Dan Sandman

27: The Good Terrorist by Doris Lessing

In Books, Fiction on 03/07/2015 at 12:00 pm

The Good Terrorist by Doris LessingThis is my third review of a Doris Lessing novel, and each book has explored the darker side of the human condition with an unflinching exactness. In her brave and uncompromising style, Lessing is able to get inside the troubled and unstable minds of her characters. Her work – or at least the three novels I have reviewed – asks a difficult question about the world in which we live: why do so many people feel deeply angry towards society, and what might be the human cost of this anger?

In a north London squat, comrade Alice is flat sharing with a disparate bunch of revolutionaries who are set against the ‘fascist’ powers of the capitalist system. The story is tolled in the third person, using flashbacks to explore the protagonist’s past memories. As the narrator follows Alice around, it feels like a camera is filming Alice from above, casting the reader as voyeur to the action and thoughts and dialogue of life inside the commune. But because of the expert way that Lessing masters the narrative, choosing to stay with Alice and focus on her world, the story never looses its coherent form and structure. There is a stream of consciousness approach to the writing, but, in contrast to the more experimental novels of James Joyce or Virginia Woolf, Lessing maintains a sense of control, choosing not to veer off into different viewpoints or poetry.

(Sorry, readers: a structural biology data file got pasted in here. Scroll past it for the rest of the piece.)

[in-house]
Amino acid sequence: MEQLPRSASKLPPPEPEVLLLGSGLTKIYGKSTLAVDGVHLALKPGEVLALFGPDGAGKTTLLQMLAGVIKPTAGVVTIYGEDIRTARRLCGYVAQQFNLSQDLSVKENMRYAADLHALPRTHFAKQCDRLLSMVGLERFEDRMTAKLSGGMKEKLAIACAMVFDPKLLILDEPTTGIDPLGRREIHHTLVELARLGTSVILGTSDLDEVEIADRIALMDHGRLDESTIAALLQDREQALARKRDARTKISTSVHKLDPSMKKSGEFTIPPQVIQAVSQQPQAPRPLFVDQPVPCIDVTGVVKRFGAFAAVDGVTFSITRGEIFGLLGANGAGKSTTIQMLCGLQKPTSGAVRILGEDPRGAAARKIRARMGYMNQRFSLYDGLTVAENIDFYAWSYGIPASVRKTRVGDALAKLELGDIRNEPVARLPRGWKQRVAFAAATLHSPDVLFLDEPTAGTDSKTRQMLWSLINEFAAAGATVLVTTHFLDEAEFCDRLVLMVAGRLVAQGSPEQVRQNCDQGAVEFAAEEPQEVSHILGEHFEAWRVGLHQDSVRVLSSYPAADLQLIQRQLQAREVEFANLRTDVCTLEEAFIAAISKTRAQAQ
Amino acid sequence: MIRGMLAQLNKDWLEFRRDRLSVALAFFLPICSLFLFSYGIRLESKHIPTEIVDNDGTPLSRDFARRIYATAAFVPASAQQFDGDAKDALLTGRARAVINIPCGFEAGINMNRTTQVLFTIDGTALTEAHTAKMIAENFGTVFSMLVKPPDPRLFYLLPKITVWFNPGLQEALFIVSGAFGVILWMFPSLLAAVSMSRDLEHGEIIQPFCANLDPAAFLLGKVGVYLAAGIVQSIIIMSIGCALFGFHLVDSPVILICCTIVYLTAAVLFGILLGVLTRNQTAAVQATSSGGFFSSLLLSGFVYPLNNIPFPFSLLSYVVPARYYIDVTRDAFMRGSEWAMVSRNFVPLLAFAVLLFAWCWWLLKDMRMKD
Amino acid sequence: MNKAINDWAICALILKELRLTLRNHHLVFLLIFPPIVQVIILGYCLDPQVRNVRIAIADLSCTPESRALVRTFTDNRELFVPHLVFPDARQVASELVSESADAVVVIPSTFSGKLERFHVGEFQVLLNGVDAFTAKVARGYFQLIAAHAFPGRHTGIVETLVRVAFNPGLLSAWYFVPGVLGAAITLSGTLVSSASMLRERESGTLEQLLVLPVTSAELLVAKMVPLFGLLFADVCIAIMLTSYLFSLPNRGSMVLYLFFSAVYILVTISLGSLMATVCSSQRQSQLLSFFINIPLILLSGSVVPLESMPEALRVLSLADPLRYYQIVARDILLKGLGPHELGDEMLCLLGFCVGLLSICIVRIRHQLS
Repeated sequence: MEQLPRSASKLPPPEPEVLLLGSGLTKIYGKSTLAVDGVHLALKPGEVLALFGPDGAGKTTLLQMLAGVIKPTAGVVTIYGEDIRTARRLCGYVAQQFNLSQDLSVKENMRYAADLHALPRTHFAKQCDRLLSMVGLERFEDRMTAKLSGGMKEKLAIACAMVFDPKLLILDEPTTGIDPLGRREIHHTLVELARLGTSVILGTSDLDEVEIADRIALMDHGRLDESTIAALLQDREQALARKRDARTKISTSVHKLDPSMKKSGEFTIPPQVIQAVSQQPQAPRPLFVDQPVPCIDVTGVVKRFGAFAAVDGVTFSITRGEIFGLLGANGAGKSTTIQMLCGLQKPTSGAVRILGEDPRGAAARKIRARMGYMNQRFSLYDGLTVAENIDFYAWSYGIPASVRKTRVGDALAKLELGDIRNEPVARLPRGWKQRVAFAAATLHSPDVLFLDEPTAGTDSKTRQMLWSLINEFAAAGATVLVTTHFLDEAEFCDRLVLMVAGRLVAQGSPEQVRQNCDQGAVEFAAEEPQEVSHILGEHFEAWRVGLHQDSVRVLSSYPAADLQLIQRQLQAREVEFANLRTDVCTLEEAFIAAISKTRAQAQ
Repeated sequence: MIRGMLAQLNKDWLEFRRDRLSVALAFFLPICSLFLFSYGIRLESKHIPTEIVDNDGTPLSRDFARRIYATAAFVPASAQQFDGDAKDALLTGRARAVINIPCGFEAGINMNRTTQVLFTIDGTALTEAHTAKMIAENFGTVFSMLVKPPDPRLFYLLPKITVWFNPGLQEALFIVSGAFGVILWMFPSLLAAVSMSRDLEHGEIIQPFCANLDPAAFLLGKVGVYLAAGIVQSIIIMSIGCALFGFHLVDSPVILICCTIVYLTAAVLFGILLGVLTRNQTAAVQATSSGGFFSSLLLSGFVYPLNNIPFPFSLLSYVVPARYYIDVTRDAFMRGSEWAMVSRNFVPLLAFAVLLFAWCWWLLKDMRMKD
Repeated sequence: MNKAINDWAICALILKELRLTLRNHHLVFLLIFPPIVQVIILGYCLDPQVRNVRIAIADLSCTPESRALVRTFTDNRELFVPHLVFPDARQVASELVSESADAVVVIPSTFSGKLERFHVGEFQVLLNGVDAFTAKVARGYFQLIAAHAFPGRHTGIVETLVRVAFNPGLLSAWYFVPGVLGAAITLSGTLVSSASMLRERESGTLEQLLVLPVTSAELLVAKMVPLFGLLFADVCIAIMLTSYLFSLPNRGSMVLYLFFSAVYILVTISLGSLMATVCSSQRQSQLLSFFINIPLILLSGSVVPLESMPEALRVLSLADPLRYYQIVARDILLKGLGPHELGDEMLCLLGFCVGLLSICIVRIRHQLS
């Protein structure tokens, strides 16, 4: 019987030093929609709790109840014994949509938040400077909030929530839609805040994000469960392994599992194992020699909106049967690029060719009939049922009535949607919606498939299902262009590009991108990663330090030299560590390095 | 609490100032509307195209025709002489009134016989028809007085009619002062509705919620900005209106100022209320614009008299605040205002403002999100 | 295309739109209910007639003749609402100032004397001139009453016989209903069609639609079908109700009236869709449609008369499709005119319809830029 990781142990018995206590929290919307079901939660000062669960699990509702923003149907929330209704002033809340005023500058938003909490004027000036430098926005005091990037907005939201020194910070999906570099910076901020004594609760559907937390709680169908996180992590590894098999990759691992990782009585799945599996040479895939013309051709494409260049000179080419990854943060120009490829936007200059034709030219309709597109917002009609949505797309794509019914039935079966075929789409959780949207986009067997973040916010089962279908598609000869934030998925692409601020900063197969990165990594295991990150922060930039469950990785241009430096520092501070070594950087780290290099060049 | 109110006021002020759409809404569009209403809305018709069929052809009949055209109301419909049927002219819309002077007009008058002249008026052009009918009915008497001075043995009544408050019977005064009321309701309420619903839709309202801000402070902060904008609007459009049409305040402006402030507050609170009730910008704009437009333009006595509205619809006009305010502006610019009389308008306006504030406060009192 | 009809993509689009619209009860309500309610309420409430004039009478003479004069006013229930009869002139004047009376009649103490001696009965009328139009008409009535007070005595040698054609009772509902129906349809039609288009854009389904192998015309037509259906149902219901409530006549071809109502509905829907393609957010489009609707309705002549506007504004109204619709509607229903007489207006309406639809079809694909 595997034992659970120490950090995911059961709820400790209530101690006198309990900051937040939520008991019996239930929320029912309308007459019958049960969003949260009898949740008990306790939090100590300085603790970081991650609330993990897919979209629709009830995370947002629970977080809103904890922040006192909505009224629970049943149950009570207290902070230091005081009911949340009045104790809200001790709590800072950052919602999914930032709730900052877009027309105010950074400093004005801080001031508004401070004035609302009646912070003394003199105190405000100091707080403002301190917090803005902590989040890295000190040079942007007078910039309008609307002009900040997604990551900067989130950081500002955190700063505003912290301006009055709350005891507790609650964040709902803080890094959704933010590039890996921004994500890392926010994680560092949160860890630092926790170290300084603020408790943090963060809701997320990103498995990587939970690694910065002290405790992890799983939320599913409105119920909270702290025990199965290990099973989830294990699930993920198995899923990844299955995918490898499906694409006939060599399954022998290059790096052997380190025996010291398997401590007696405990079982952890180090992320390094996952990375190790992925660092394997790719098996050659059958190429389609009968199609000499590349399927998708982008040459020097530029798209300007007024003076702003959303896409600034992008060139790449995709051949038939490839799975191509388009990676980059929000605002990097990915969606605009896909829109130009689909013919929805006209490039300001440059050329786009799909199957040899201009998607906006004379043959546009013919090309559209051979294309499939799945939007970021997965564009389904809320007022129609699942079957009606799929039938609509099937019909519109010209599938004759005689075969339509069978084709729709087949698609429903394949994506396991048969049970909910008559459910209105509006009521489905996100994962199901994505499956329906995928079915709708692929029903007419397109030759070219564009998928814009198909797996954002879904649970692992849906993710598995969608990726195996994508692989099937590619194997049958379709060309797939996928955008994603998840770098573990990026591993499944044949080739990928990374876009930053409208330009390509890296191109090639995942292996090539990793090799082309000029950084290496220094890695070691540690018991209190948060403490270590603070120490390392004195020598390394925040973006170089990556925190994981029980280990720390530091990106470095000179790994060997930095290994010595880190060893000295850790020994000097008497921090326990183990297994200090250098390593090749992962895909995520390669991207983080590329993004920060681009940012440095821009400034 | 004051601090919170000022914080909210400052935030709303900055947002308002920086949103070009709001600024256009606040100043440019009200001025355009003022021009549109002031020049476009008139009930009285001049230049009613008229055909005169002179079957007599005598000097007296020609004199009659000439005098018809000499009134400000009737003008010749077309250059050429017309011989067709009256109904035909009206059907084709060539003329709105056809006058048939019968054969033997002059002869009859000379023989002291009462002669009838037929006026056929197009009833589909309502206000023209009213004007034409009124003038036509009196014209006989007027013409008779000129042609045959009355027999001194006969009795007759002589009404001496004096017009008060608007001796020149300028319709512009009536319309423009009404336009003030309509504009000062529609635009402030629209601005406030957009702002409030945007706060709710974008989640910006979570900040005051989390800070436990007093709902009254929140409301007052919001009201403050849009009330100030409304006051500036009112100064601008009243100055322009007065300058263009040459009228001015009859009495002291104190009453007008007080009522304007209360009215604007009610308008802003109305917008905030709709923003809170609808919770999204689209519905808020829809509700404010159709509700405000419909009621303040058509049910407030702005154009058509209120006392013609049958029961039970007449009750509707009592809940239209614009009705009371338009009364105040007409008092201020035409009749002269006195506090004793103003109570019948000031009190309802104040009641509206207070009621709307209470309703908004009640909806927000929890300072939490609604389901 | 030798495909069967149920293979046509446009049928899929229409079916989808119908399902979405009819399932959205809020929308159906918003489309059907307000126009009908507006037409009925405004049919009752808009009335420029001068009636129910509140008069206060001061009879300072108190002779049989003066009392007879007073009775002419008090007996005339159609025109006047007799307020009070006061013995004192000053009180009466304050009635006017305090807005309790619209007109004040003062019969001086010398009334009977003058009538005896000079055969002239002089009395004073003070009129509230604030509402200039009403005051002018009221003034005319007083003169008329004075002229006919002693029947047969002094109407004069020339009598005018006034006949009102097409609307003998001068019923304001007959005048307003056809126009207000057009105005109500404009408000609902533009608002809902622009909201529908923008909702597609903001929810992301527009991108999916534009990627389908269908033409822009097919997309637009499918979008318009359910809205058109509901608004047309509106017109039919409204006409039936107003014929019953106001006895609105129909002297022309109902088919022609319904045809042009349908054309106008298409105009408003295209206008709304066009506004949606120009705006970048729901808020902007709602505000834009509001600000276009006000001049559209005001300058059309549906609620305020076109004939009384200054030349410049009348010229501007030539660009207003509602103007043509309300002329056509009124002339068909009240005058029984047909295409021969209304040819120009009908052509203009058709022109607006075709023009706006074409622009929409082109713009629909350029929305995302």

Not many novelists could pull this trick off effectively, for this long (397 pages), and keep the plot going along a smooth trajectory. The masterful way in which the plot drives the story is almost reminiscent of Moll Flanders by Daniel Defoe, a book that demonstrates the best practice for keeping a first person narrative moving along effectively. The Good Terrorist is a thorough example of how to explore character in relation to action; it is also a complex comment on the political troubles present in Thatcher’s Britain. It was first published thirty years ago in 1985, and has stood the test of time well.

Highly recommended.

Advertisements

Leave a Reply

Fill in your details below or click an icon to log in:

WordPress.com Logo

You are commenting using your WordPress.com account. Log Out / Change )

Twitter picture

You are commenting using your Twitter account. Log Out / Change )

Facebook photo

You are commenting using your Facebook account. Log Out / Change )

Google+ photo

You are commenting using your Google+ account. Log Out / Change )

Connecting to %s

%d bloggers like this: